Using the global pandemic, EPA indefinitely suspends environmental protection laws

Usually, companies are required to report the levels of pollution they release into the air or water to hold them accountable and to avoid over polluting.

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Trump’s Environmental Protection Agency (EPA) announced a sweeping and indefinite suspension of environmental rules and fines amid the worsening COVID-19 pandemic. Companies will now effectively be allowed to regulate themselves and will no longer be punished for violating air or water pollution laws. 

Environmental groups and activists worry this gives the fossil fuel industry too much freedom. According to Common Dreams, under the new policy, which the EPA insisted is temporary while providing no timeframe, big polluters will effectively be trusted to regulate themselves and will not be punished for failing to comply with reporting rules and other requirements. The order—applied retroactively beginning March 13, 2020—requests that companies “act responsibly” to avoid violations. 

“In general, the EPA does not expect to seek penalties for violations of routine compliance monitoring, integrity testing, sampling, laboratory analysis, training, and reporting or certification obligations in situations where the EPA agrees that COVID-19 was the cause of the noncompliance and the entity provides supporting documentation to the EPA upon request,” writes EPA’s Assistant Administrator for Enforcement and Compliance Assurance Susan Parker Bodine.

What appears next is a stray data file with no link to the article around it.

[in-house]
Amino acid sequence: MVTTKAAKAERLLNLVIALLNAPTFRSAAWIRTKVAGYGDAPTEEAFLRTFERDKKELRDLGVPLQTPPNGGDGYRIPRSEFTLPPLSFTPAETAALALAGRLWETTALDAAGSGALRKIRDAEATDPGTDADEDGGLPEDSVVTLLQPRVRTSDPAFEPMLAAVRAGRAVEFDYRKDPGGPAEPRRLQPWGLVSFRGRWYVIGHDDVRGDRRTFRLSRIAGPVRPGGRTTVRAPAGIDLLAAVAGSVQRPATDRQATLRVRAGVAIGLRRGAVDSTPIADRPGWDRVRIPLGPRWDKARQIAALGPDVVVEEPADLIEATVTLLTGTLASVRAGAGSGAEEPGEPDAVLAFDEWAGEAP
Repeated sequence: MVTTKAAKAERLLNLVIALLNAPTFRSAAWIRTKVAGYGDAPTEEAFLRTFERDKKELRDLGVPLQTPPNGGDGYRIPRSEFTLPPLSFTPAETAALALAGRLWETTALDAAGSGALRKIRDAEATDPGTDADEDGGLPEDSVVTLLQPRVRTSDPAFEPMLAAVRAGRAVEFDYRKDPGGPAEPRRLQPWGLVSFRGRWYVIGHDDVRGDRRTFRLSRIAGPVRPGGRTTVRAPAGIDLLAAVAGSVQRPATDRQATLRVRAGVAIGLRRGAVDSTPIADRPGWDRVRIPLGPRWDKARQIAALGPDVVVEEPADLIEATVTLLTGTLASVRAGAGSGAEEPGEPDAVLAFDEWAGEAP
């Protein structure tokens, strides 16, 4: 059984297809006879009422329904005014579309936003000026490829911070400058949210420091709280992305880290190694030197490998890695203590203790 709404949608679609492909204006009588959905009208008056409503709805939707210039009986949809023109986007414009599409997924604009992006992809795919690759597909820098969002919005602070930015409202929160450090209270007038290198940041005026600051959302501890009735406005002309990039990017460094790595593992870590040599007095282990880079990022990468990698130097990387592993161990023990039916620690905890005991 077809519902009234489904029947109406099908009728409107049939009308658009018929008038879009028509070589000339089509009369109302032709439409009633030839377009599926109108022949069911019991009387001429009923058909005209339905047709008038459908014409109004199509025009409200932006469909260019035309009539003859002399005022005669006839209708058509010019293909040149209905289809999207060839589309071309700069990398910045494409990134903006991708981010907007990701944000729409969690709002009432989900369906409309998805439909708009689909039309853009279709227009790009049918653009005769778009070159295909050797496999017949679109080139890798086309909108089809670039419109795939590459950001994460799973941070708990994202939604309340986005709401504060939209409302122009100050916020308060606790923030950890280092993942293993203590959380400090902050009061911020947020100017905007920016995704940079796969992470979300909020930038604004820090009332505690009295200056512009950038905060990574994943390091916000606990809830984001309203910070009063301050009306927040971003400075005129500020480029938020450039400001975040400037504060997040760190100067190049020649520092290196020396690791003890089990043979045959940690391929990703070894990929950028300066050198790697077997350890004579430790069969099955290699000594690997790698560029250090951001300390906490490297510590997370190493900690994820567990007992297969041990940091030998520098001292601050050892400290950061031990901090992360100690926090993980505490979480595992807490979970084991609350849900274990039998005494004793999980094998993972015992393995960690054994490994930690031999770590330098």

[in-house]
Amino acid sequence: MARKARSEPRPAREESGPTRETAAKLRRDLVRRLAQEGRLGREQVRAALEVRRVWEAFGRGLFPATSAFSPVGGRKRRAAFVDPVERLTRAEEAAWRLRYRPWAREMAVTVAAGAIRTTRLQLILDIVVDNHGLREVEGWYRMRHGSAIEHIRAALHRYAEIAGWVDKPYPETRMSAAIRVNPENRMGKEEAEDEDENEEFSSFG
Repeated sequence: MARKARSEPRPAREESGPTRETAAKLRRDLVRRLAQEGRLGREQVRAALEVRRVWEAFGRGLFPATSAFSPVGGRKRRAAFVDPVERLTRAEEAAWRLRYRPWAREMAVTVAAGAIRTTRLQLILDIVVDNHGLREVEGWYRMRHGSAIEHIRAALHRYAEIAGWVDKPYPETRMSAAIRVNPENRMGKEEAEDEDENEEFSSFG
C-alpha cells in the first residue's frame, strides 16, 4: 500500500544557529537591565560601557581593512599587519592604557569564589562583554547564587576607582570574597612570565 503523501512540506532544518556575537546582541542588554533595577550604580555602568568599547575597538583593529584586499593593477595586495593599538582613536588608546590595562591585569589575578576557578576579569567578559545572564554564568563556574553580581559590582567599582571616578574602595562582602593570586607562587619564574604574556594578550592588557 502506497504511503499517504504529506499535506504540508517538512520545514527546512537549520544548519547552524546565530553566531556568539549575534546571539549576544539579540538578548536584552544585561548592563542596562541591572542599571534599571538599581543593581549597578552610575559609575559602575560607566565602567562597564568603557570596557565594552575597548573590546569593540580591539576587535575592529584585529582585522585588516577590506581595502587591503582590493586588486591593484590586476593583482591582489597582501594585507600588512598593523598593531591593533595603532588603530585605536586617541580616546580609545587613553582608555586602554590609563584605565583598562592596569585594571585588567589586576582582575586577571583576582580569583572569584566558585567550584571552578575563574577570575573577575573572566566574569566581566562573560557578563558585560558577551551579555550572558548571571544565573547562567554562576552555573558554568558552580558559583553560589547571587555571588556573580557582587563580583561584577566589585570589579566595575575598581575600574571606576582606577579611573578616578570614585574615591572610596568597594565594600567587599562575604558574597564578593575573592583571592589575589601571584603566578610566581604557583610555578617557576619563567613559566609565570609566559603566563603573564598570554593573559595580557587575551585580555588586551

Usually, companies are required to report the levels of pollution they release into the air or water to hold them accountable and to avoid over polluting. 

“EPA is committed to protecting human health and the environment, but recognizes challenges resulting from efforts to protect workers and the public from COVID-19 may directly impact the ability of regulated facilities to meet all federal regulatory requirements. This temporary policy is designed to provide enforcement discretion under the current, extraordinary conditions, while ensuring facility operations continue to protect human health and the environment,” says EPA head and former coal lobbyist Andrew Wheeler. 

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